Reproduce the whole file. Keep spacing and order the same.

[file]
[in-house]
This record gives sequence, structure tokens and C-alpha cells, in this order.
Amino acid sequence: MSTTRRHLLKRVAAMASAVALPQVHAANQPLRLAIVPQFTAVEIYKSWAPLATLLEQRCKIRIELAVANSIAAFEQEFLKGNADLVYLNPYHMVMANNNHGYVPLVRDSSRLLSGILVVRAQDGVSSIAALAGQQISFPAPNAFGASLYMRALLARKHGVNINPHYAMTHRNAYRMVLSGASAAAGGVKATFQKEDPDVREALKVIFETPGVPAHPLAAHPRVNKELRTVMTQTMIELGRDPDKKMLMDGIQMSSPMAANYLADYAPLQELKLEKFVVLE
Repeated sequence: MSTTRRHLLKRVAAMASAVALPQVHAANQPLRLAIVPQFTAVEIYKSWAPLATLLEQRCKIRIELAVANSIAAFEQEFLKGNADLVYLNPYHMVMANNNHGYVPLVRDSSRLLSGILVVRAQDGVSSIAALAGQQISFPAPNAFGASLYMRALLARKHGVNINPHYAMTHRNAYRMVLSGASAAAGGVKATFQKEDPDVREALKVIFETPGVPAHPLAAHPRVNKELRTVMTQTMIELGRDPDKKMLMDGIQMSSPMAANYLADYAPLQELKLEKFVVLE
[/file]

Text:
[in-house]
This record gives sequence, structure tokens and C-alpha cells, in this order.
Amino acid sequence: MSTTRRHLLKRVAAMASAVALPQVHAANQPLRLAIVPQFTAVEIYKSWAPLATLLEQRCKIRIELAVANSIAAFEQEFLKGNADLVYLNPYHMVMANNNHGYVPLVRDSSRLLSGILVVRAQDGVSSIAALAGQQISFPAPNAFGASLYMRALLARKHGVNINPHYAMTHRNAYRMVLSGASAAAGGVKATFQKEDPDVREALKVIFETPGVPAHPLAAHPRVNKELRTVMTQTMIELGRDPDKKMLMDGIQMSSPMAANYLADYAPLQELKLEKFVVLE
Repeated sequence: MSTTRRHLLKRVAAMASAVALPQVHAANQPLRLAIVPQFTAVEIYKSWAPLATLLEQRCKIRIELAVANSIAAFEQEFLKGNADLVYLNPYHMVMANNNHGYVPLVRDSSRLLSGILVVRAQDGVSSIAALAGQQISFPAPNAFGASLYMRALLARKHGVNINPHYAMTHRNAYRMVLSGASAAAGGVKATFQKEDPDVREALKVIFETPGVPAHPLAAHPRVNKELRTVMTQTMIELGRDPDKKMLMDGIQMSSPMAANYLADYAPLQELKLEKFVVLE